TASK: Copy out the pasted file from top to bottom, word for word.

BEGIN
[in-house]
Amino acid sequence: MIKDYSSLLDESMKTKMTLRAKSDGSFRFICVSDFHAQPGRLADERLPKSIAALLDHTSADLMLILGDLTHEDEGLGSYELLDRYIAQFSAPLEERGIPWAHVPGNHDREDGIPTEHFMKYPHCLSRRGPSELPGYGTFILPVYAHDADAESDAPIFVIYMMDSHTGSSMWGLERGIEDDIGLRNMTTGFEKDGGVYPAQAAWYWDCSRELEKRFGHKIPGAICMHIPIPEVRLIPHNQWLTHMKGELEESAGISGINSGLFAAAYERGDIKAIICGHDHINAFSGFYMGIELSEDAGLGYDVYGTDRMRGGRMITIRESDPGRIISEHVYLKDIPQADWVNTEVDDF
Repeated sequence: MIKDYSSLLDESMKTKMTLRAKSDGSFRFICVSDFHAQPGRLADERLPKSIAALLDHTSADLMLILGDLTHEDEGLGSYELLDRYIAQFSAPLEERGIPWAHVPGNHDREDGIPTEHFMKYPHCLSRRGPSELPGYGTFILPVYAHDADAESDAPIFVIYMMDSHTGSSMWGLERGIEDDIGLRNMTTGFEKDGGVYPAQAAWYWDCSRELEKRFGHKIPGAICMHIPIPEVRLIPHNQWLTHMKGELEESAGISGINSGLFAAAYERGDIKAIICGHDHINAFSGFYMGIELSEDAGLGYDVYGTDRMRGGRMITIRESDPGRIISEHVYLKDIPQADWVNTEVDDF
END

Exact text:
[in-house]
Amino acid sequence: MIKDYSSLLDESMKTKMTLRAKSDGSFRFICVSDFHAQPGRLADERLPKSIAALLDHTSADLMLILGDLTHEDEGLGSYELLDRYIAQFSAPLEERGIPWAHVPGNHDREDGIPTEHFMKYPHCLSRRGPSELPGYGTFILPVYAHDADAESDAPIFVIYMMDSHTGSSMWGLERGIEDDIGLRNMTTGFEKDGGVYPAQAAWYWDCSRELEKRFGHKIPGAICMHIPIPEVRLIPHNQWLTHMKGELEESAGISGINSGLFAAAYERGDIKAIICGHDHINAFSGFYMGIELSEDAGLGYDVYGTDRMRGGRMITIRESDPGRIISEHVYLKDIPQADWVNTEVDDF
Repeated sequence: MIKDYSSLLDESMKTKMTLRAKSDGSFRFICVSDFHAQPGRLADERLPKSIAALLDHTSADLMLILGDLTHEDEGLGSYELLDRYIAQFSAPLEERGIPWAHVPGNHDREDGIPTEHFMKYPHCLSRRGPSELPGYGTFILPVYAHDADAESDAPIFVIYMMDSHTGSSMWGLERGIEDDIGLRNMTTGFEKDGGVYPAQAAWYWDCSRELEKRFGHKIPGAICMHIPIPEVRLIPHNQWLTHMKGELEESAGISGINSGLFAAAYERGDIKAIICGHDHINAFSGFYMGIELSEDAGLGYDVYGTDRMRGGRMITIRESDPGRIISEHVYLKDIPQADWVNTEVDDF